In a huge embarrassment, the Uttarakhand High Court has imposed a fine of Rs 25,000 on the Centre’s Narendra Modi government for misleading the principal bench of the Central Administrative Tribunal in New Delhi into staying proceedings. This was after the whistleblower IFS officer, Sanjiv Chaturvedi, approached the Nainital bench seeking quashing of his poor appraisal.
The high court also slammed the CAT chairman for passing a “strange order” on a plea made by the central government seeking transfer of a case, involving whistleblower IFS officer Sanjiv Chaturvedi, to Delhi from the tribunal’s Nainital bench.
While quashing the CAT’s July 27 order in the matter, the court imposed a cost of Rs 25,000 on the Central government. It also termed as “vindictive” the attitude of the central government, reported PTI.
“The attitude of the respondents towards petitioner, prima facie, is vindictive,” news agency PTI quoted the 21 August order by the division bench of the court, consisting of acting Chief Justice Rajiv Sharma and Justice Manoj Kumar Tiwari.
The order of the high court came on a petition moved by Sanjiv Chaturvedi, who is at present posted as Conservator of Forests (Research) at Haldwani. Chaturvedi was forced to move court after the proceedings in his application for quashing of poor ACR before a division bench of Nainital CAT was stayed by the CAT Chairman, while sitting singly on an application moved by the Centre while Chaturvedi was away to Finland for mandatory foreign training, reported Livelaw website.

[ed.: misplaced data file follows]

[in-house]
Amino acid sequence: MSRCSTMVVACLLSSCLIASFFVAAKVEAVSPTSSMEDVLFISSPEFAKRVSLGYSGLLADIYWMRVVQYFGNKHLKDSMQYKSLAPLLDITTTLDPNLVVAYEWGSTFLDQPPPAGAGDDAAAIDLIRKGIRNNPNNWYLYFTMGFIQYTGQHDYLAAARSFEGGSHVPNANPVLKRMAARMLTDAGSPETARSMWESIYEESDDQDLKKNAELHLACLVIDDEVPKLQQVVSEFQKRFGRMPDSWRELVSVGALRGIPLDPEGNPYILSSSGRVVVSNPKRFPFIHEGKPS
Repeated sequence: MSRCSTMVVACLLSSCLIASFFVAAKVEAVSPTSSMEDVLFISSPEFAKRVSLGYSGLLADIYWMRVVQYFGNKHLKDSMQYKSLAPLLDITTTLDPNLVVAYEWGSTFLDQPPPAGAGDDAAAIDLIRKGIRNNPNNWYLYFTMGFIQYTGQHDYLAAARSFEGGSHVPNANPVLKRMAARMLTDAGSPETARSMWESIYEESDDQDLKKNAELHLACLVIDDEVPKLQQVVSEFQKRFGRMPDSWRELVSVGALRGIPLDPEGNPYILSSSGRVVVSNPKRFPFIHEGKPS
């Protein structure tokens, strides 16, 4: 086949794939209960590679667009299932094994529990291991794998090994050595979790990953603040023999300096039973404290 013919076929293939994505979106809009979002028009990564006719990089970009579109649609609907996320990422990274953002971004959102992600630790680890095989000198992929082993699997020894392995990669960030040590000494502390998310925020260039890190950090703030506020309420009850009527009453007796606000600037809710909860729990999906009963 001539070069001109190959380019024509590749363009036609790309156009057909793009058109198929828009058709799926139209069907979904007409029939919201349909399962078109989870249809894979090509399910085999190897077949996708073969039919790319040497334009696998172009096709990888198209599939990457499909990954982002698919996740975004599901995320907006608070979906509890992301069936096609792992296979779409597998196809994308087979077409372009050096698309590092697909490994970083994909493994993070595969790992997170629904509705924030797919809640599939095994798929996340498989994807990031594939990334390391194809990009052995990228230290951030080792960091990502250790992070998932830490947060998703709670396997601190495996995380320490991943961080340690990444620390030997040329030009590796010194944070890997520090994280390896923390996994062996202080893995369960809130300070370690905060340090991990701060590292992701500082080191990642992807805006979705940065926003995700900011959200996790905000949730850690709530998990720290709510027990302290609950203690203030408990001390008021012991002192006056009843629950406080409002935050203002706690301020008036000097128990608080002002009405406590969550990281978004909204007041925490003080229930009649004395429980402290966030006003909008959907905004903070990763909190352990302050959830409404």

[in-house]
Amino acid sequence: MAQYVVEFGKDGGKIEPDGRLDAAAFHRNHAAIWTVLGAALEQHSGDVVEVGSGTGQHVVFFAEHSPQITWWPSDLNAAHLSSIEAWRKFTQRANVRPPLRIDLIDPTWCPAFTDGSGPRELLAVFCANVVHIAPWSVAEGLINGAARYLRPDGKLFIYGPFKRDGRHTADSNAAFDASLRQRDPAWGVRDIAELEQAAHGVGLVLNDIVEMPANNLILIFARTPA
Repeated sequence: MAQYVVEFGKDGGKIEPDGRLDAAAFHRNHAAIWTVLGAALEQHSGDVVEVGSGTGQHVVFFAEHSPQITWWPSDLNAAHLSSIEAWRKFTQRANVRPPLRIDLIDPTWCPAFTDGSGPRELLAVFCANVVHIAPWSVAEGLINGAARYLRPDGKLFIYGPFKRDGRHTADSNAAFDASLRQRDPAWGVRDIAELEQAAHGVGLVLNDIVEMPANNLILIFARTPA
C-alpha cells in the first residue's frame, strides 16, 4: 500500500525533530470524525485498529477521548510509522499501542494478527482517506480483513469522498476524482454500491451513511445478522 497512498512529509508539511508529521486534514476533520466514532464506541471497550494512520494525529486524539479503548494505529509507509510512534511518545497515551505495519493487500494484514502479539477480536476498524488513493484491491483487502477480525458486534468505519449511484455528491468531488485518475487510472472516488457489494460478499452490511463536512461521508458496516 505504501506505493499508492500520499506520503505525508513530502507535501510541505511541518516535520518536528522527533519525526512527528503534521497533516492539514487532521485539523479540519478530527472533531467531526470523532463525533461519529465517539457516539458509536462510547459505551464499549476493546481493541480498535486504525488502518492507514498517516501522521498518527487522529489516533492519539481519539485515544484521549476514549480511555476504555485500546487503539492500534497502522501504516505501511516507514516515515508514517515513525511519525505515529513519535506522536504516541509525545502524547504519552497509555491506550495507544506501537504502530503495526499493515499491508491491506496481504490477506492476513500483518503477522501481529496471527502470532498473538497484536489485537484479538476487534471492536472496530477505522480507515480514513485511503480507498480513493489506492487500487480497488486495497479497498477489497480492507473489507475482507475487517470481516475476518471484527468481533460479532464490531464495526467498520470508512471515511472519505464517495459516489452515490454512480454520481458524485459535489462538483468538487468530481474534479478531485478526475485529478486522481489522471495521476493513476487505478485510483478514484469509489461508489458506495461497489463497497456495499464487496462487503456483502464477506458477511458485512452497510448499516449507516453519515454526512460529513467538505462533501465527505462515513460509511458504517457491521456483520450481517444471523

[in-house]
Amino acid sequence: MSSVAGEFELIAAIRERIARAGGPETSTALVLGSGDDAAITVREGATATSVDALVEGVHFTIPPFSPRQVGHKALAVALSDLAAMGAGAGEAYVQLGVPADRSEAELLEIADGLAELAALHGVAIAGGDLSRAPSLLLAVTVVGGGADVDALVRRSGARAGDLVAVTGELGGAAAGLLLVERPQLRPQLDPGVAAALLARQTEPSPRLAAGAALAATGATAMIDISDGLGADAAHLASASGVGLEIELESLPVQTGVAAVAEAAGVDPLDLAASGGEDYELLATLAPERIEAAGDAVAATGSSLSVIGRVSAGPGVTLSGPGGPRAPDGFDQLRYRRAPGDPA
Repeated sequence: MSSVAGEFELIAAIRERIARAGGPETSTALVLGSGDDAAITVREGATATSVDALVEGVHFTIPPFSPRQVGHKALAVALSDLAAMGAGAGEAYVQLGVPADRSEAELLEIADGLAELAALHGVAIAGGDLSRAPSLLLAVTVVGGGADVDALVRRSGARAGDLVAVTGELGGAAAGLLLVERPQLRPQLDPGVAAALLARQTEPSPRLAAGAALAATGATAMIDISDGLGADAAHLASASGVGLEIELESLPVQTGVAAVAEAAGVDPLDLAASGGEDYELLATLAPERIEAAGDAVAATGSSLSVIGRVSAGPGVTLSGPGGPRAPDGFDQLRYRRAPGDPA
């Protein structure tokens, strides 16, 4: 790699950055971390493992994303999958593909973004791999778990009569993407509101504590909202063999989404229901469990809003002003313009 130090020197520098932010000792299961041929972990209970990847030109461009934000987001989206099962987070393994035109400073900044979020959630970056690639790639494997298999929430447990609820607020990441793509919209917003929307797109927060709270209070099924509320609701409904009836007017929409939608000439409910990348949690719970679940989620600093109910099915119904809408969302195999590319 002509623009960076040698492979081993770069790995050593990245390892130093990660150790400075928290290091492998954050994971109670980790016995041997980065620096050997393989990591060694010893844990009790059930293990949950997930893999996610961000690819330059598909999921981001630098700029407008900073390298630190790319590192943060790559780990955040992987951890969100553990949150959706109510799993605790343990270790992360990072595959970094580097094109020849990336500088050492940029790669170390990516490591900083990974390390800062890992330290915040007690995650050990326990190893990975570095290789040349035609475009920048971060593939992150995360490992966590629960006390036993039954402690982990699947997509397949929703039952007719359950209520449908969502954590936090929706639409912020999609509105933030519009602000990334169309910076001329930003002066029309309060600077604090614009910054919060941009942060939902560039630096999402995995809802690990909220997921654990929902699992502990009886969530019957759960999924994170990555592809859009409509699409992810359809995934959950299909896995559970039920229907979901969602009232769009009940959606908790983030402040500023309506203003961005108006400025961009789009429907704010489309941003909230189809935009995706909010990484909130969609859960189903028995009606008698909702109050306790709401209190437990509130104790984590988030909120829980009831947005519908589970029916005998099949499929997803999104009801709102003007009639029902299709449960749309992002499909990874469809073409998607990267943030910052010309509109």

The bench of CAT had been hearing the case filed by Chaturvedi since July 2017 in the matter pertaining to adverse entries made into his appraisal report of 2015-16 by AIIMS, New Delhi, where he was working as Chief Vigilance Officer from 2012 to 2016.
“It is very a strange order. How the chairman while sitting singly could stay the proceedings pending before the division bench of Central Administrative Tribunal, circuit bench at Nainital,” the court order said.
It said the chairman of the tribunal is first amongst equals.
“He exercises the same judicial powers, which are being exercised by the other members. We are of the considered view that the chairman of the tribunal while sitting singly could not stay the proceedings of the matter pending…,” the court said.
Chaturvedi, who has earlier served as the Chief Vigilance Officer (CVO) at AIIMS during 2012-14, has been at loggerheads with the Modi government after he unearthed several instances of corrupt practices during his stint as as the CVO of AIIMS. He was relieved from his duty as soon as he exposed corruption at the preimier medical institute in India’s national capital.
Although he continued to retain the Deputy Director post at AIIMS, Chaturvedi had alleged that his removal from the CVO post was a result of campaign by corrupt officials. Allegations surfaced of BJP leader JP Nadda acting against Chaturvedi on behalf of Vineet Chaudhary, an IAS officer from his own state, Himachal Pradesh.
During his stint as AIIMS CVO, Chaturvedi initiated actions in around 200 corruption cases; punishment was imposed in 78 cases, chargesheet was issued in 87 cases and more than 20 cases were referred to CBI for criminal investigation.
In an exclusive interview last year, Chaturvedi had launched a tirade against the prime minister saying that he made personal phone calls to victimise him adding that Modi was too small in his thinking.
In 2015, in an exclusive interview with Janta Ka Reporter, the Magsaysay Award winner had said that the Modi government was against anti-corruption forces.